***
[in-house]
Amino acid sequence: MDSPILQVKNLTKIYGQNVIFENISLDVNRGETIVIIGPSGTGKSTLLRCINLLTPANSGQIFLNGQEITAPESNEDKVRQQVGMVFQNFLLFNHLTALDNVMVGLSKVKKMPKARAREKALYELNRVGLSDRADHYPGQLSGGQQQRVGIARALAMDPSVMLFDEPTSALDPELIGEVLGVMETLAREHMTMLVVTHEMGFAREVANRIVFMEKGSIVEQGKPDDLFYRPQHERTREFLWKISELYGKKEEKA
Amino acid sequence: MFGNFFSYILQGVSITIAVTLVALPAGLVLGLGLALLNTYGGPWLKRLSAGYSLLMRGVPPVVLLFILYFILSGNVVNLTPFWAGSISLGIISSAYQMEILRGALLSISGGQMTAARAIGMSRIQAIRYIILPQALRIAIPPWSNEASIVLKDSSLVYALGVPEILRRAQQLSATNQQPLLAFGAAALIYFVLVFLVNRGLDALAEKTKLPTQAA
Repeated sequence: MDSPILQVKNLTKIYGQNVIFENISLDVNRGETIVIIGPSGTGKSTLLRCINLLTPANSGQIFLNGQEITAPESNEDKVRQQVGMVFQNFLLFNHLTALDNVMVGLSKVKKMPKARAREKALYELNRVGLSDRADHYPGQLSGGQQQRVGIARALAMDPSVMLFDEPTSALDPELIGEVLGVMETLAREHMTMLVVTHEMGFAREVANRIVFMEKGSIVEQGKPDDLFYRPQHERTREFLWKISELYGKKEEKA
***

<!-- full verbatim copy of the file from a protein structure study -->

[in-house]
Amino acid sequence: MDSPILQVKNLTKIYGQNVIFENISLDVNRGETIVIIGPSGTGKSTLLRCINLLTPANSGQIFLNGQEITAPESNEDKVRQQVGMVFQNFLLFNHLTALDNVMVGLSKVKKMPKARAREKALYELNRVGLSDRADHYPGQLSGGQQQRVGIARALAMDPSVMLFDEPTSALDPELIGEVLGVMETLAREHMTMLVVTHEMGFAREVANRIVFMEKGSIVEQGKPDDLFYRPQHERTREFLWKISELYGKKEEKA
Amino acid sequence: MFGNFFSYILQGVSITIAVTLVALPAGLVLGLGLALLNTYGGPWLKRLSAGYSLLMRGVPPVVLLFILYFILSGNVVNLTPFWAGSISLGIISSAYQMEILRGALLSISGGQMTAARAIGMSRIQAIRYIILPQALRIAIPPWSNEASIVLKDSSLVYALGVPEILRRAQQLSATNQQPLLAFGAAALIYFVLVFLVNRGLDALAEKTKLPTQAA
Repeated sequence: MDSPILQVKNLTKIYGQNVIFENISLDVNRGETIVIIGPSGTGKSTLLRCINLLTPANSGQIFLNGQEITAPESNEDKVRQQVGMVFQNFLLFNHLTALDNVMVGLSKVKKMPKARAREKALYELNRVGLSDRADHYPGQLSGGQQQRVGIARALAMDPSVMLFDEPTSALDPELIGEVLGVMETLAREHMTMLVVTHEMGFAREVANRIVFMEKGSIVEQGKPDDLFYRPQHERTREFLWKISELYGKKEEKA